To prove its case, the prosecution tried to portray Crumbley as a neglectful mother who cared more about her hobbies and carrying on an extramarital affair than spending time with her son. Then, when she and her husband gave their son a semi-automatic handgun as a gift in the days before the shooting, prosecutors said, neither of them properly stored it.
On the day of the shooting, after the Crumbleys had been summoned to the school because of a disturbing drawing of a gun made by their son, the parents didn’t tell school officials he had access to a weapon or take him home.
As pointed out earlier, Michigan does not have a gun storage law, so legally speaking, they did not fail to “properly” store the weapon. As to the school meeting, it is doubtful that anyone asked either Jennifer or James Crumbley if their son had access to a weapon, since the prosecution surely would have pointed that out at the trial.
In both situations brought up by NBC News, neither parent broke the law nor engaged in criminal conduct, yet the jury convicted Jennifer, and a jury almost surely will convict James should he agree to stand trial. According to a juror interviewed by the media, the juror had convicted Jennifer for the following reason: “The thing that really hammered it home was that she was the last adult with the gun.”
While I emphasize that these things should not be applicable in a criminal case, they certainly can be applied in civil court, where the families of the dead and injured could seek redress and would surely prevail. So why seek prison for the parents when the criminal case was legally sketchy at best and a civil remedy was available?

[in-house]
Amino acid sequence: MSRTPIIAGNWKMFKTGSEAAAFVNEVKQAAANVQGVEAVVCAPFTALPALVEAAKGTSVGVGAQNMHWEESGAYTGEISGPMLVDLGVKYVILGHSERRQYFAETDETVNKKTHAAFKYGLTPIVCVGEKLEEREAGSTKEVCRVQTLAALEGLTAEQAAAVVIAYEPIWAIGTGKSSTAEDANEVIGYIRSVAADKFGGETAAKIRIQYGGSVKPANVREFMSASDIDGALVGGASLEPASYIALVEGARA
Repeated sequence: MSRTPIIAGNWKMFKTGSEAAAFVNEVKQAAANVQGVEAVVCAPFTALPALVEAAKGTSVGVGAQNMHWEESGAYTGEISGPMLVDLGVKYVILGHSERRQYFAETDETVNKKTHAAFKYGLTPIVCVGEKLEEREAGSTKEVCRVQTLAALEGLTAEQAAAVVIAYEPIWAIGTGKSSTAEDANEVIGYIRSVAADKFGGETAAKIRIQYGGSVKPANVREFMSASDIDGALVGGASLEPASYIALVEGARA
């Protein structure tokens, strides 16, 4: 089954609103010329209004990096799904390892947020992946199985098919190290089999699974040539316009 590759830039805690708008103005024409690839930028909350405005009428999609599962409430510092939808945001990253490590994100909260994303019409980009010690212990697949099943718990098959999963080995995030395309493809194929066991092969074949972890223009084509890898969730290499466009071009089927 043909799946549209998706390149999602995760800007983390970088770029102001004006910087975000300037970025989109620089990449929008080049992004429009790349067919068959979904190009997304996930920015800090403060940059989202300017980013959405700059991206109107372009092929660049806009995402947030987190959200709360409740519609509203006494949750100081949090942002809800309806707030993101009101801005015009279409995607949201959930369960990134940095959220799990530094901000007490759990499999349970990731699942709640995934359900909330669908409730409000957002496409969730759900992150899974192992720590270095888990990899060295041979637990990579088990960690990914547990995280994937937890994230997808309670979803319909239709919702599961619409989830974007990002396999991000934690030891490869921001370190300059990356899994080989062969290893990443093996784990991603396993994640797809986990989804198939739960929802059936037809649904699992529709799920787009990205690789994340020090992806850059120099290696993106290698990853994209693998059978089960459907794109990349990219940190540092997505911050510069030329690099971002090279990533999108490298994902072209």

McDonald’s actions were part of a longer-running pattern among progressives in the legal arena. Connor O’Keeffe recently wrote:
The political discourse about the criminal justice system is usually awful. Progressives often, correctly, cite the fact that the American population is ridiculously overincarcerated as a problem.
But rather than blame the government for making so many legitimate, peaceful acts into felonies, progressives blame vague forces like classism and white supremacy. And then, they elect prosecutors and district attorneys who cut prosecutions across the board—including for real, violent crimes. The results are what we see today in DC and a number of other progressive-controlled cities across the country.
From what we see in progressive media coverage, this is a popular verdict. Never mind that it overturns long-established legal doctrines and vastly expands criminal law without creating new statutes. Progressives are breaking new ground, finding ways to expand the definition of criminal behavior—and all the while refusing to prosecute actions and behavior that for hundreds of years have been considered to be criminal.
None of this is to excuse parental negligence or Jennifer’s affair (the prosecution also made her affair one of their exhibits of “proof” of her guilt) or the Crumbleys’ inability to relate to their son. However, a jury in Michigan was instructed to legislate new criminal laws despite lacking the legal authority to do so and then to apply those laws in politically popular ways.
Look for more of the same in the future as progressive prosecutors seek to overturn current criminal law and put something much worse in its place. This will not end well.